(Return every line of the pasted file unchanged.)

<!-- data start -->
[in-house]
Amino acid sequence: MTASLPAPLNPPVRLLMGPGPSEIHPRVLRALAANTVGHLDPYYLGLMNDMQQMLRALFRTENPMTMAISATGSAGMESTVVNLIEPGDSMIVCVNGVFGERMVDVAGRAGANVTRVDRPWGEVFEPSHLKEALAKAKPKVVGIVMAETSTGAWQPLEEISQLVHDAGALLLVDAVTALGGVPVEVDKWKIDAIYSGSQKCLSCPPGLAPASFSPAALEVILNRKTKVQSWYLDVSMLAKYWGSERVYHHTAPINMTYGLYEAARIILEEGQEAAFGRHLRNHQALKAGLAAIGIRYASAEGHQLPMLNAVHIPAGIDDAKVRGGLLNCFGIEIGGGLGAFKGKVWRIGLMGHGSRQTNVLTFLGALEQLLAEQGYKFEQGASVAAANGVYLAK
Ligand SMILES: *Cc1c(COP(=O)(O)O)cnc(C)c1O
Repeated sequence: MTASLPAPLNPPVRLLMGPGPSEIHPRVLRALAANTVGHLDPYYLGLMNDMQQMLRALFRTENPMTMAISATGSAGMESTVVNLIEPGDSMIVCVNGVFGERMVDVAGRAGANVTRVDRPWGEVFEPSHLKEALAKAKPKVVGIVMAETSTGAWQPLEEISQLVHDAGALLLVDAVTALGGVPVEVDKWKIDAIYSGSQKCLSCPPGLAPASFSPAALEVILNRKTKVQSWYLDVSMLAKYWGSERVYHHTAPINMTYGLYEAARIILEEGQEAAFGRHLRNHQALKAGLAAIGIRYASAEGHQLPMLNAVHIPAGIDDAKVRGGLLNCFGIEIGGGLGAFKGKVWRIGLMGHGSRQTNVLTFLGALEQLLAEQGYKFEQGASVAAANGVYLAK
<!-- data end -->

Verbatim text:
[in-house]
Amino acid sequence: MTASLPAPLNPPVRLLMGPGPSEIHPRVLRALAANTVGHLDPYYLGLMNDMQQMLRALFRTENPMTMAISATGSAGMESTVVNLIEPGDSMIVCVNGVFGERMVDVAGRAGANVTRVDRPWGEVFEPSHLKEALAKAKPKVVGIVMAETSTGAWQPLEEISQLVHDAGALLLVDAVTALGGVPVEVDKWKIDAIYSGSQKCLSCPPGLAPASFSPAALEVILNRKTKVQSWYLDVSMLAKYWGSERVYHHTAPINMTYGLYEAARIILEEGQEAAFGRHLRNHQALKAGLAAIGIRYASAEGHQLPMLNAVHIPAGIDDAKVRGGLLNCFGIEIGGGLGAFKGKVWRIGLMGHGSRQTNVLTFLGALEQLLAEQGYKFEQGASVAAANGVYLAK
Ligand SMILES: *Cc1c(COP(=O)(O)O)cnc(C)c1O
Repeated sequence: MTASLPAPLNPPVRLLMGPGPSEIHPRVLRALAANTVGHLDPYYLGLMNDMQQMLRALFRTENPMTMAISATGSAGMESTVVNLIEPGDSMIVCVNGVFGERMVDVAGRAGANVTRVDRPWGEVFEPSHLKEALAKAKPKVVGIVMAETSTGAWQPLEEISQLVHDAGALLLVDAVTALGGVPVEVDKWKIDAIYSGSQKCLSCPPGLAPASFSPAALEVILNRKTKVQSWYLDVSMLAKYWGSERVYHHTAPINMTYGLYEAARIILEEGQEAAFGRHLRNHQALKAGLAAIGIRYASAEGHQLPMLNAVHIPAGIDDAKVRGGLLNCFGIEIGGGLGAFKGKVWRIGLMGHGSRQTNVLTFLGALEQLLAEQGYKFEQGASVAAANGVYLAK